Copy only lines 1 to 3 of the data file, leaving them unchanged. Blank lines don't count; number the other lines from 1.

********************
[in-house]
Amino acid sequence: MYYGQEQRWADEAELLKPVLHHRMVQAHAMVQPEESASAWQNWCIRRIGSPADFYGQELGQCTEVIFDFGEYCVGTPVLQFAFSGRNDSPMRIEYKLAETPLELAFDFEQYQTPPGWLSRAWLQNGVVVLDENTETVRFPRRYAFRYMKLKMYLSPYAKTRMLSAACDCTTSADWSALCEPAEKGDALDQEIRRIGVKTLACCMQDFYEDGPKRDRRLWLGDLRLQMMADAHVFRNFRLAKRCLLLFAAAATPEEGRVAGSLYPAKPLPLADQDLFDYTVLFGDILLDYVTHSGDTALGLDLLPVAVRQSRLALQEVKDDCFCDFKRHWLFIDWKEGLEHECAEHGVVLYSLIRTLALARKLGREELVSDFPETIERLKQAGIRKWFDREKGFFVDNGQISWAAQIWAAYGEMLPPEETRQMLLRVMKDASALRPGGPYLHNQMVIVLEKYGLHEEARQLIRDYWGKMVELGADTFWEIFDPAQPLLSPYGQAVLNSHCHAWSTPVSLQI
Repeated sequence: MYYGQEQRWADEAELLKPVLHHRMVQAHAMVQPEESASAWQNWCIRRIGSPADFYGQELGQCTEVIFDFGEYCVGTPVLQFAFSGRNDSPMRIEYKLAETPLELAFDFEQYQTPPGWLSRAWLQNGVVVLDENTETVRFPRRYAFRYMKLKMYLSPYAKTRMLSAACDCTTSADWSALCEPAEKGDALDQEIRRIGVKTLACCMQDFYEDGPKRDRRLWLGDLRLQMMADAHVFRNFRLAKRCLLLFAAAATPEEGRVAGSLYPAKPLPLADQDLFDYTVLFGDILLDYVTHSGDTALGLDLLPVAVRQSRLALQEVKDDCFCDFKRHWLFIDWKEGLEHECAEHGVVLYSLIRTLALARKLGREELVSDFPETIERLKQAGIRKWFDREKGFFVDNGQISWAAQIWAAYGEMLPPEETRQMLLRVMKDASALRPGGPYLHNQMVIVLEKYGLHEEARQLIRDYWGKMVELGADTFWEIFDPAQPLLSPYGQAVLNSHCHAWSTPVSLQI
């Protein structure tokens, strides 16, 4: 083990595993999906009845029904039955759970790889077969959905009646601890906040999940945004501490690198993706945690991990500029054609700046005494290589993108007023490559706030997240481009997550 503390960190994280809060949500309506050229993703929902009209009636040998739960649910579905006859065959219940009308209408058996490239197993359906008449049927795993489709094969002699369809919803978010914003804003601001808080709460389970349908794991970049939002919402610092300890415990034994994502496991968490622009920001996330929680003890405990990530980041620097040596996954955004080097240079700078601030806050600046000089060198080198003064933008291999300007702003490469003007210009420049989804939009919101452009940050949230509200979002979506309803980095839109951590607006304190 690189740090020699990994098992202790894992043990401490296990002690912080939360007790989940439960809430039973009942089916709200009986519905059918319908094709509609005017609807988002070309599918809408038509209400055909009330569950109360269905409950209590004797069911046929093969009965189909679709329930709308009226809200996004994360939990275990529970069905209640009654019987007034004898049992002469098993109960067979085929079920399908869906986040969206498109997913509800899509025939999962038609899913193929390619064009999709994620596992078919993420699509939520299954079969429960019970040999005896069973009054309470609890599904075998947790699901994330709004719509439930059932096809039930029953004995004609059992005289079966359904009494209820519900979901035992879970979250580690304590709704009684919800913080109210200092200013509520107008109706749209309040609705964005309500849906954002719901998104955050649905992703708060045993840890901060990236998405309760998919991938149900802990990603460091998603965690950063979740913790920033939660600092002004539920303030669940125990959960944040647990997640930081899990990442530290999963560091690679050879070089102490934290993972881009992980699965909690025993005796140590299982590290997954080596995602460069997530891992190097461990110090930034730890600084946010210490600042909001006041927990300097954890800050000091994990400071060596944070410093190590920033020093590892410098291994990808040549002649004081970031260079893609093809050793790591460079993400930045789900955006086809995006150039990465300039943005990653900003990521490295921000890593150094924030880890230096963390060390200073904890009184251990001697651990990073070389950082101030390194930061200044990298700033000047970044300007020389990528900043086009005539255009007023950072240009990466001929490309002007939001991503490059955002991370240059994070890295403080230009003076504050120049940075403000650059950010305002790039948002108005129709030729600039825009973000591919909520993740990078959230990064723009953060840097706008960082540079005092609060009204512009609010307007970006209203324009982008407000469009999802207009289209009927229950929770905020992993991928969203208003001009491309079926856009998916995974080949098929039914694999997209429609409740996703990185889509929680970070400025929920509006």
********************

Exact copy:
[in-house]
Amino acid sequence: MYYGQEQRWADEAELLKPVLHHRMVQAHAMVQPEESASAWQNWCIRRIGSPADFYGQELGQCTEVIFDFGEYCVGTPVLQFAFSGRNDSPMRIEYKLAETPLELAFDFEQYQTPPGWLSRAWLQNGVVVLDENTETVRFPRRYAFRYMKLKMYLSPYAKTRMLSAACDCTTSADWSALCEPAEKGDALDQEIRRIGVKTLACCMQDFYEDGPKRDRRLWLGDLRLQMMADAHVFRNFRLAKRCLLLFAAAATPEEGRVAGSLYPAKPLPLADQDLFDYTVLFGDILLDYVTHSGDTALGLDLLPVAVRQSRLALQEVKDDCFCDFKRHWLFIDWKEGLEHECAEHGVVLYSLIRTLALARKLGREELVSDFPETIERLKQAGIRKWFDREKGFFVDNGQISWAAQIWAAYGEMLPPEETRQMLLRVMKDASALRPGGPYLHNQMVIVLEKYGLHEEARQLIRDYWGKMVELGADTFWEIFDPAQPLLSPYGQAVLNSHCHAWSTPVSLQI
Repeated sequence: MYYGQEQRWADEAELLKPVLHHRMVQAHAMVQPEESASAWQNWCIRRIGSPADFYGQELGQCTEVIFDFGEYCVGTPVLQFAFSGRNDSPMRIEYKLAETPLELAFDFEQYQTPPGWLSRAWLQNGVVVLDENTETVRFPRRYAFRYMKLKMYLSPYAKTRMLSAACDCTTSADWSALCEPAEKGDALDQEIRRIGVKTLACCMQDFYEDGPKRDRRLWLGDLRLQMMADAHVFRNFRLAKRCLLLFAAAATPEEGRVAGSLYPAKPLPLADQDLFDYTVLFGDILLDYVTHSGDTALGLDLLPVAVRQSRLALQEVKDDCFCDFKRHWLFIDWKEGLEHECAEHGVVLYSLIRTLALARKLGREELVSDFPETIERLKQAGIRKWFDREKGFFVDNGQISWAAQIWAAYGEMLPPEETRQMLLRVMKDASALRPGGPYLHNQMVIVLEKYGLHEEARQLIRDYWGKMVELGADTFWEIFDPAQPLLSPYGQAVLNSHCHAWSTPVSLQI